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Muslim Athletic Wear Covers Skin Without Cramping Style

Jennifer Cutraro
for National Geographic News
April 27, 2006
 
The design of most modern sportswear puts many Muslim women athletes in
a curious bind: adhere to their faith and have their motions hampered or
compromise their beliefs in the name of athletic performance?

The Koran requires women to cover everything except their faces, hands, and feet, says Tayyibah Taylor, editor-in-chief of Azizah Magazine, a publication geared toward Muslim-American women.

"The idea is that your modesty in dress and behavior is a passport to public space," Taylor said. "It makes the statement that a Muslim woman's body is not a part of the public conversation."

Recently Muslim women living in a Somali refugee camp in Kenya (see map) were given unique new volleyball uniforms.

Designed through a partnership between Nike and the United Nations, the uniforms permit the women athletes to dig, spike, and set while covering their bodies and heads in a way that remains true to their faith.

But don't look for such specialized gear at your local mall or sporting-goods store just yet.

Nike spokesperson Alan Marks says the Beaverton, Oregon, company currently has no plans to commercialize the product. And most other major sportswear manufacturers have no lines specifically targeting Muslim women.

Today a scattering of small companies is the only commercial source of sportswear for the modest-minded.

Modest Yet Fashionable

Finding appropriate exercise wear is something that Muslim women have struggled with for years, says Laila Al-Marayati, spokesperson for the Los Angeles, California-based Muslim Women's League.

She says some women and girls choose to work out in long-sleeved shirts and sweatpants, but that is only a partial solution.

"Muslim women sometimes will prefer to go to all-female gyms or work out at home, so they can exercise comfortably and not be overwhelmed with heat exhaustion," Al-Marayati said.

An additional challenge is the need to keep the head covered with a hijab, a head scarf girls begin to wear in early adolescence (related photo: young Iraqi girl trying on a hijab).

"As an active Muslim girl, I found it difficult to participate in most sports, because of all the excess clothes we were wearing. And the veil—very unpractical when playing sports," Aheda Zanetti wrote in an email to National Geographic News.

Zanetti is the owner of Ahiida, an Australian company that designs women's sportswear.

"All of that excess fabric had to go, and that's when I introduced the Hijood—a hijab shaped like a hood," Zanetti wrote.

The Hijood is a close-fitting head covering made of a lightweight fabric.

A Danish company called Capsters produces a similar product. Designer Cindy van den Bremen says her goal was to develop a sportier hijab for girls to wear in school gym classes.

Zanetti also developed a line of swimwear for Muslim women, which incorporates a long-sleeved top, close-fitting hood, and long pants, all made of a stretchy, lightweight fabric.

Turkish clothing manufacturer Hasema likewise produces modest yet fashionable swimwear for women, men, and girls.

That's welcome news to girls like Zarina Jalal, a high school student who lives just outside of Albany, New York.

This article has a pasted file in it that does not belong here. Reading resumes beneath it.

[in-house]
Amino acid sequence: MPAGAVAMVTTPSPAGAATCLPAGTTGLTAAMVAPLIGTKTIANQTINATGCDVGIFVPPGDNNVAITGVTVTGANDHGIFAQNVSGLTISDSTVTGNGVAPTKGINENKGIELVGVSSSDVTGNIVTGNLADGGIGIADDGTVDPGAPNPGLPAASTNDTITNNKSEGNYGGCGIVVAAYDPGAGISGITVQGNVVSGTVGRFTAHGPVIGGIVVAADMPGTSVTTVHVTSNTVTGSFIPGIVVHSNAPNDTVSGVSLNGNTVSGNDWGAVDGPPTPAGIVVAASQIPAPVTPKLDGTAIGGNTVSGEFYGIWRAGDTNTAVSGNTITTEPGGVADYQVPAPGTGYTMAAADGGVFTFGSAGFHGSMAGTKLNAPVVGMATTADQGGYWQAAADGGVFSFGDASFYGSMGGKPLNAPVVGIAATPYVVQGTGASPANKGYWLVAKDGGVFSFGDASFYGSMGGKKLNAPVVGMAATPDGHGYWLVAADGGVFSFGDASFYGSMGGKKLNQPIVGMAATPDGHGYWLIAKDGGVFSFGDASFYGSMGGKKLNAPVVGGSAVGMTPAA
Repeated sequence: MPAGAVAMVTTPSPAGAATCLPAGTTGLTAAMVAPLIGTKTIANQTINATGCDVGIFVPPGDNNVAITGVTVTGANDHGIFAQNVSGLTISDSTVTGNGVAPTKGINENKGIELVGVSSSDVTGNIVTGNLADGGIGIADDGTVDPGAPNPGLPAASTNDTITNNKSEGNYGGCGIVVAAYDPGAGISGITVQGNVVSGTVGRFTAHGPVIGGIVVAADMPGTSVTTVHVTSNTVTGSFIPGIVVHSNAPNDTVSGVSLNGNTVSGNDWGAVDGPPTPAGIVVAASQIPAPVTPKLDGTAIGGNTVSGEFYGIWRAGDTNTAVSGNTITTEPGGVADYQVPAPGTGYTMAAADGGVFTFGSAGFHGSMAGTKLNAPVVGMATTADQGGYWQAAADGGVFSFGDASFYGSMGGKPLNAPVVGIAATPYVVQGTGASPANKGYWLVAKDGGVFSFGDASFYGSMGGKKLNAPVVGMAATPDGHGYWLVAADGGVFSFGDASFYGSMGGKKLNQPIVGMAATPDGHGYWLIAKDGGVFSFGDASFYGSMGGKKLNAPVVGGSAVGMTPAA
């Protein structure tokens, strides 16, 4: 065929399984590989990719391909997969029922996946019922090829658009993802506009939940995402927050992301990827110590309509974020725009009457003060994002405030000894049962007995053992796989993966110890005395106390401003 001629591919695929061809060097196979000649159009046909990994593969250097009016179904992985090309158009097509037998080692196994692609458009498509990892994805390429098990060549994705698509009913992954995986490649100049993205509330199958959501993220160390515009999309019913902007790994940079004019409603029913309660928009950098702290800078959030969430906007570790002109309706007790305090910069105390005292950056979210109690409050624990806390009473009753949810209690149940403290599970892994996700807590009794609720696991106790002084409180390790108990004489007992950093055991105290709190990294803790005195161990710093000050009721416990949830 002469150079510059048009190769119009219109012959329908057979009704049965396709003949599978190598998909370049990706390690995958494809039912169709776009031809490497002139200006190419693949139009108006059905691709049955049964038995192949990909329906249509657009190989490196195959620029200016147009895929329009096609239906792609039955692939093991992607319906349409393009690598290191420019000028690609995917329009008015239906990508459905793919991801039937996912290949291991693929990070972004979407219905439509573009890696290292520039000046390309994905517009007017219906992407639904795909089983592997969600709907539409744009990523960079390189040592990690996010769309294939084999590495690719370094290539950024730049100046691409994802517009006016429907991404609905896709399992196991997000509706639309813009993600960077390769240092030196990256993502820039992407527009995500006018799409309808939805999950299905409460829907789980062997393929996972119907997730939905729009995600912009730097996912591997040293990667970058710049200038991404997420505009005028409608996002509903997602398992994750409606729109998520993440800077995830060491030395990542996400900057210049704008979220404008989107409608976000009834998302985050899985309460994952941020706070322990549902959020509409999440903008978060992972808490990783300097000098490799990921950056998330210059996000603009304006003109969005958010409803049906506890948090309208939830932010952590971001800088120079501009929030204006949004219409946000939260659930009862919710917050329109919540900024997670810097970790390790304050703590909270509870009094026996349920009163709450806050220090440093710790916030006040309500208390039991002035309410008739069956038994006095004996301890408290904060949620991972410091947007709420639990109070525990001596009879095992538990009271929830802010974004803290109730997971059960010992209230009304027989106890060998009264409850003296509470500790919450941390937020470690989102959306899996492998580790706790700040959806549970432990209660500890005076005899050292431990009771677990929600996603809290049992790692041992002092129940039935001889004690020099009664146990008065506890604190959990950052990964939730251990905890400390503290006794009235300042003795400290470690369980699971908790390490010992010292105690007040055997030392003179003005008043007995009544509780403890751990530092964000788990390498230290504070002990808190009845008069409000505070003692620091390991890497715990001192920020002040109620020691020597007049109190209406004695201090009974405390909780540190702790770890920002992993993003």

"If there was a way that I could do swimming without baring myself as much as I'm required to, then I'd definitely take up swimming more often," she said.

Jalal gave up soccer in middle school because of the requirement to wear shorts as part of the team uniform. She says clothing requirements can be a barrier for Muslim girls who want to play sports.

"The stereotypical clothing when you're doing anything athletic competitively is a very big turnoff for Muslim girls, in my opinion," she said.

To Market?

Taylor, of Azizah Magazine, sees great market potential for sportswear more appropriate for Muslim women.

"In another 15 years there's going to be a sizeable Muslim consumer market and lots of demand," she said. "I think we're where the Hispanic market was 20 years ago, and today the Hispanic market is a big consumer market."

Arun Jain, a marketing professor at the University of Buffalo in New York State, agrees.

He says, given the growth potential of the Muslim community in the United States, major sportswear manufacturers could be missing out on an opportunity to break into an emerging market.

"I believe it's a strategic blunder on their part," Jain said. "My feeling is that they don't think there's that much buying power, but I am certain that they're mistaken.

"If customers are given what they are looking for, they will be willing to pay, even at a higher price," he said.

That "strategic blunder" might pay off for the specialty shops that cater specifically to the needs of Muslim women in sports, he says.

Yuka Nakamura, a doctoral candidate in physical education and health at the University of Toronto in Canada, has studied Muslim women's participation in sports.

She says there's definitely a need for modest sportswear, even beyond Muslim communities.

She cites a program at a pool in Calgary, Canada, that tried to encourage more Muslim women to take up swimming by allowing them to wear T-shirts in the pool.

"It wasn't just Muslim women who wanted this," she said. "An increasing number of women felt more comfortable being covered up and even larger men who felt uncomfortable in a bathing suit and preferred to be in a T-shirt."

Azizah's Taylor agrees. "It's not only Muslim women who are making attempts to be modest when they go out," she said.

"There's also a contingency of Christian women and Jewish women and others who just don't feel that they need to show their bodies. Other women are striving to be modest as well."

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